Thursday, October 28, 2004

A Free Lunch 

It was worth a lunch to Manager to find out that possibly this joint venture is not what she's looking for.

Not that information was misrepresented to us, because the person who presented it to us was hopeful it would benefit everyone.

Realistically speaking, this business is going to be set up as a business incubator, which requires different forms of investment and commitment than when we believed it would be a private venture. That's understandable, because they are different entities.

Manager would be expected to raise a portion of the needed capitol instead of being hired as a consultant. Since we were unable to raise $170,000.00 to open the Cracked Cauldron at this time (we're still working on it, never fear), I seriously doubt we'd be able to raise that plus what would be needed for a venture in which we have no ownership.

OK, here were the expectations set out at the lunch:

Manager would be able to keep the name of the Cracked Cauldron. Of course.

Manager would be responsible for providing her share of the opening capitol in addition to purchasing all the equipment she would need to run the coffeebar and dessert kitchen and the furniture for her area. That's daunting, as we haven't been able to raise the funds to buy the equipment for the Cracked Cauldron, so raising additional funds is troublesome. She's worried that since the area she would be assigned would be the upstairs section where the indie film producers would pitch their films to investors, that would mean a much higher quality furniture than in our original plans.

From what she understands, Manager would not be allowed to hire or fire her own employees in her coffeebar portion of the business, but must accept whatever employees are hired by the general management, and general management could fire any of her employees at any time - including her.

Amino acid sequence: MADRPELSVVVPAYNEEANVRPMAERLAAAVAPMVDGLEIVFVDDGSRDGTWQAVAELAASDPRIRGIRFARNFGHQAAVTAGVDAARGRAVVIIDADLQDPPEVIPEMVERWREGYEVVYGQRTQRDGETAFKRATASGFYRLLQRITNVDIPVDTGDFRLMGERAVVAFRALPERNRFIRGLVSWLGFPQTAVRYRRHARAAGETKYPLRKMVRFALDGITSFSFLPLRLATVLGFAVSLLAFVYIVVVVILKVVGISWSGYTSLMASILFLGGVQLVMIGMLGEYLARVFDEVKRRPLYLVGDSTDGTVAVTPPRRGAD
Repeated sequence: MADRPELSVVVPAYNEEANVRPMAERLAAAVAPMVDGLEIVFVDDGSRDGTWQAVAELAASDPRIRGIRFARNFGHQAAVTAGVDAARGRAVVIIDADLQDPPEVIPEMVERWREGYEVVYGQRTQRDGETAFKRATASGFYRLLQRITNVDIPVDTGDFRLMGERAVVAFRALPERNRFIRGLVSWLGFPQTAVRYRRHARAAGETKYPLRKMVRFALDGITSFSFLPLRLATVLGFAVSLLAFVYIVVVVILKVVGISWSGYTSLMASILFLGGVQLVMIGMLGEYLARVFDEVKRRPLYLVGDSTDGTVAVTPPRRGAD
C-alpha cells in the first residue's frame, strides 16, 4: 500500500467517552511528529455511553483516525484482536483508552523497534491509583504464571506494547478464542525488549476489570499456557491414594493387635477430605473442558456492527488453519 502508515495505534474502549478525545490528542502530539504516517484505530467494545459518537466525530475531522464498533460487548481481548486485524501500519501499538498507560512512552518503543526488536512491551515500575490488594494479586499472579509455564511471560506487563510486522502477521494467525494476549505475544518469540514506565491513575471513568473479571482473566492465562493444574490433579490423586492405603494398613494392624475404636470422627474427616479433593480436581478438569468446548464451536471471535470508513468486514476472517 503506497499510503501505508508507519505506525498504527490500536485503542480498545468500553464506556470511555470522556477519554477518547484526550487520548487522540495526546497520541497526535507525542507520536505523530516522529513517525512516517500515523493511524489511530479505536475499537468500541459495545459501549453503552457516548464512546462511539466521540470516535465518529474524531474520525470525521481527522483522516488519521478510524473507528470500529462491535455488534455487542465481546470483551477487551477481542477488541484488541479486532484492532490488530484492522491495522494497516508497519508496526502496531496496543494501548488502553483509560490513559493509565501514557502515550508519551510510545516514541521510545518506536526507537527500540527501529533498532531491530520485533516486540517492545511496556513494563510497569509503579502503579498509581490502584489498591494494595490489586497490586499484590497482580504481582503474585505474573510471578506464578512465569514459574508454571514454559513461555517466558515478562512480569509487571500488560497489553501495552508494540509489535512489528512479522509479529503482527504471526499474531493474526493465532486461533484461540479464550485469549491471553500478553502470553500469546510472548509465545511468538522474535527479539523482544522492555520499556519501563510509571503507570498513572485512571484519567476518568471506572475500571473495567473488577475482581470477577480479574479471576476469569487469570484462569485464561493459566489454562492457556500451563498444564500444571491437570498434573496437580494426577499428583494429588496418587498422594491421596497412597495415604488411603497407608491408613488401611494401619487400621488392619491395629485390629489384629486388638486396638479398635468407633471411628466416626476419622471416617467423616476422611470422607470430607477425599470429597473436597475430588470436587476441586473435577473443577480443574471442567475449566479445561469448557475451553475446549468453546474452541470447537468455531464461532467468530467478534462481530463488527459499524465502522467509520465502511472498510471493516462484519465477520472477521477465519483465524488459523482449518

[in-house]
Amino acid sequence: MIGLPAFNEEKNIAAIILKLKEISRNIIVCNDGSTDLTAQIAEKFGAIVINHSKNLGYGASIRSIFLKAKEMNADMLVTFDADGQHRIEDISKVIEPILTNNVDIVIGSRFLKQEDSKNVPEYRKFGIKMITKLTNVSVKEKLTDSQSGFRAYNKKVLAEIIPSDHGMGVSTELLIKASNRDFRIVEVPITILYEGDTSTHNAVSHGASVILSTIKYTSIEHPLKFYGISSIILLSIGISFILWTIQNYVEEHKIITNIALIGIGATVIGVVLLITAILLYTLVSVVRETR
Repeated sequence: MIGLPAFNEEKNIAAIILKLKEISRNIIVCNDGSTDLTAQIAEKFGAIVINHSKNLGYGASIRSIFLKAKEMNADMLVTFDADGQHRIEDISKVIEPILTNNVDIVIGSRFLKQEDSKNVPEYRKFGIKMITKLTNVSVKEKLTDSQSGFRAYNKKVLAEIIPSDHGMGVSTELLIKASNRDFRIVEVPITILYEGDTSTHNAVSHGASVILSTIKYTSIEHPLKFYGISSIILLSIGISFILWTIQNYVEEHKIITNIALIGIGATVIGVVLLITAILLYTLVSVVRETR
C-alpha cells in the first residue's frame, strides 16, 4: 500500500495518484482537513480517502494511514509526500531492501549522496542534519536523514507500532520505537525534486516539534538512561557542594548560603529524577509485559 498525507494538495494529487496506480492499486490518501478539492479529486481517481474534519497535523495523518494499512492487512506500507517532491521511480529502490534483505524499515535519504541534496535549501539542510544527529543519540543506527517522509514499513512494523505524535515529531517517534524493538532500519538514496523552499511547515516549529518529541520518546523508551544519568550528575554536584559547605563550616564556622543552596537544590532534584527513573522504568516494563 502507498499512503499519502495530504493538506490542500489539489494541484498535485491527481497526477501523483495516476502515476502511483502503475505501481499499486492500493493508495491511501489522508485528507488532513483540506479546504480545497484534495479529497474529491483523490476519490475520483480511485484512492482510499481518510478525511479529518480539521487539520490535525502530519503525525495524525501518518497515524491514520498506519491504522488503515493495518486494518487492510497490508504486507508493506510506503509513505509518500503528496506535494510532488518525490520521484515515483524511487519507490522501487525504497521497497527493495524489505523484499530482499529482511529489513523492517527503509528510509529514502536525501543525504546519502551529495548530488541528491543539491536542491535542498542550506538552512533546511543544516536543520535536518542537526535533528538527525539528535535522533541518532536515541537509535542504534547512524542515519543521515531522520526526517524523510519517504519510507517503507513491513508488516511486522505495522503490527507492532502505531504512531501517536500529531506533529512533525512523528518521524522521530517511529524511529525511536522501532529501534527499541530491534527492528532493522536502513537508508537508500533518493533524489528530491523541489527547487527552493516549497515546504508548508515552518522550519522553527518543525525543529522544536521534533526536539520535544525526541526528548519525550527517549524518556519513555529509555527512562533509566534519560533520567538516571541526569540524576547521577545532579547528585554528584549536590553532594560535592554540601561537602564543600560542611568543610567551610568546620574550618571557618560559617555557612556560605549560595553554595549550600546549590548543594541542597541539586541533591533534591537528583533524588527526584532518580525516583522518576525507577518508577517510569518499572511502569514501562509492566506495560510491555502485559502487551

She says she would be expected to hand over 30% of her income to the investment group (I'm not sure if that's gross or net income), plus pay her portion of the rent and utilities, as well as pay employees and purchase ingredients and such.

I know this is still early stages and there's room for lots more negotiation, still, it looks like an unworkable deal for Manager.

Although Manager may ask to change some of these conditions and see if she can make it workable for herself; from what she said last night, she's convinced at this time that it isn't what she can manage to do.

As this proposal was originally presented to her, it looked good. It looked like a win-win deal for everyone.

But as an incubator business, where she's expected to come up with money to invest, it's a no-go for us.

So we're back to where we were 3 days ago: pursuing the initial opening as a personal chef, then easing into catering, then acquiring the funding to open as planned.

It's frustratingly slow, but dependable and guaranteed to work.

The ads placed in the paper should be appearing soon; we've already secured 2 clients. They're one-shots for parties, but at least one of them may lead to more.

So, was the lunch worth it?

Well, yeah. This one came with more lessons in business and finance: never accept the first description as accurate, never make a commitment without getting all the facts, always make sure the deal is at least as good for you as it is for the others.

It's still early days. Who knows?

Things may not be as difficult as it looks right now.

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